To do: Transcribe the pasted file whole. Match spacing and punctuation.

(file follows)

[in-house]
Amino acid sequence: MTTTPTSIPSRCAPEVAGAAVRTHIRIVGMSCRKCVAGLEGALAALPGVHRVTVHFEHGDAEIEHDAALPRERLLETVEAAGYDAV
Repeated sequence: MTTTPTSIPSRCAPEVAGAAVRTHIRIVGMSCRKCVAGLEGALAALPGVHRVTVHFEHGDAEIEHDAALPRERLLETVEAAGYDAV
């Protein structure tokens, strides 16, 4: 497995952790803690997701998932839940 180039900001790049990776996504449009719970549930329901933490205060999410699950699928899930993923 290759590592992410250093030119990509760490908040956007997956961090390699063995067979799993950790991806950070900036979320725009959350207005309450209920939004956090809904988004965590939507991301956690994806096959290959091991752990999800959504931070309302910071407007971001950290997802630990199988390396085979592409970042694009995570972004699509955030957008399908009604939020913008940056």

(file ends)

[in-house]
Amino acid sequence: MTTTPTSIPSRCAPEVAGAAVRTHIRIVGMSCRKCVAGLEGALAALPGVHRVTVHFEHGDAEIEHDAALPRERLLETVEAAGYDAV
Repeated sequence: MTTTPTSIPSRCAPEVAGAAVRTHIRIVGMSCRKCVAGLEGALAALPGVHRVTVHFEHGDAEIEHDAALPRERLLETVEAAGYDAV
């Protein structure tokens, strides 16, 4: 497995952790803690997701998932839940 180039900001790049990776996504449009719970549930329901933490205060999410699950699928899930993923 290759590592992410250093030119990509760490908040956007997956961090390699063995067979799993950790991806950070900036979320725009959350207005309450209920939004956090809904988004965590939507991301956690994806096959290959091991752990999800959504931070309302910071407007971001950290997802630990199988390396085979592409970042694009995570972004699509955030957008399908009604939020913008940056």